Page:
I've had my fair share of conversations and debates about icons, usually with my Catholic and Orthodox friends. Are icons good? Should we pray to them? Do they violate the 2nd commandment? Etc. But for some reason we've NEVER talked about images of God the Father, not even once. Until now, it never occurred to me to bring up the subject. It just wasn't on my radar---I never knew about them. I guess I'm just a naive Protestant after all. However, this seems like a very big deal to me. Sure, images of Christ and Saints are one thing. But images of the Father? Really?
Images of God the Father are common in the Roman Catholic Church. Nobody seems to have a problem with them. Arguments I've heard defending such images includes:
(a) taking John 14:9 out of context, "Anyone who has seen me has seen the Father",
(b) appealing to the Council of Trent, which says that veneration directed toward
an image is paid to the person it represents, not to the image itself; and(c) vague appeals to the Prophet Daniel's vision of the "Ancient of Days."
Personally, I think these arguments are factitious. I believe it's indefensible to even make images of God the Father, to say nothing of setting up such images for veneration.
Description: Depiction of God the Father with his typical "triangle" halo, located in the sanctuary in St. Peter's Catholic Church, in Saint Charles, Missouri. The Holy Ghost is symbolized by a dove with a special "cross" halo.
Description: A stained glass window depicting the Father (and Holy Spirit) at St. Virgil Church, in Morris Plains, New Jersey
Description: God the Father with His Right Hand Raised in Blessing, Girolamo dai Libri c. 1555.
Description: made in 18th century, located in Calvary hermitage, Alcora, Spain.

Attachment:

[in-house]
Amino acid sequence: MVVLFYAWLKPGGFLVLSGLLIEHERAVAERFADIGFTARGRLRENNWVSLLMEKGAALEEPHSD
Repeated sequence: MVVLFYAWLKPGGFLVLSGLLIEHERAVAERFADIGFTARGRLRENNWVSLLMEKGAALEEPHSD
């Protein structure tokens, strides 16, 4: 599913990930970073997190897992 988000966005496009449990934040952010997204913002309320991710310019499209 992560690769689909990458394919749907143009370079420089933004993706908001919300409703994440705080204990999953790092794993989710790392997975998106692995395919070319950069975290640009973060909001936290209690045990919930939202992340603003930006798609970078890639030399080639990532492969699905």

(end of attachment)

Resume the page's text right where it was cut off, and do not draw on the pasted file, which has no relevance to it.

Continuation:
EASTERN ORTHODOXYTo be fair, some will point out that images of God the Father are prohibited in Eastern Orthodoxy (according to the 7th "ecumenical" council), and from what I can tell this appears to be technically true. Not only that, but the Russian Orthodox took it upon themselves to officially banned such images in 1667 AD. For these reasons, images of God the Father are less pervasive in Eastern Orthodoxy, and somewhat controversial.
However, that apparently doesn't stop folks from making such images and venerating them. It wasn't difficult at all for me to find the images below, some of which are quite famous:
Description: The inscription for this Russian icon reads "LORD SABAOTH".
Description: The Holy Trinity, a Greek Orthodox wall painted icon at the ceiling of the entrance of the Vatopedion Monastery at Agion Oros (Mount Athos), Greece.
Description: This is the famous Kursk Root Icon, shown here without its usual blue and gold covering. This icon has supposedly worked many miracles, beginning in 1298 AD and continuing to the present day. God the Father is depicted above Mary, along with a dove representing the Holy Ghost. You can read more about the icon here and here.
(Not to be confused with the Eastern Orthodox.) This includes the Ethiopian Orthodox, Coptic Orthodox, Armenian Orthodox, and a few others. The Oriental Orthodox only recognize the first three "ecumenical" councils and didn't take part in any of the later councils. So as you might expect, they don't care very much about the 7th "ecumenical" council. Therefore (from what I've read) depictions of God the Father aren't as controversial in this group. But I'm no expert in this, so don't take my word for it. Since these groups are small, it was difficult for me to find many icons and images from their churches at all. However, it wasn't hard to find the following example:
Description: Ethiopian Orthodox Icon depicting the coronation of the Virgin Mary by Jesus and God the Father. (As an aside, check out that source and look through some of those Ethiopian Orthodox icons. I've never seen icons like THAT before. Some of them look almost like cartoons...)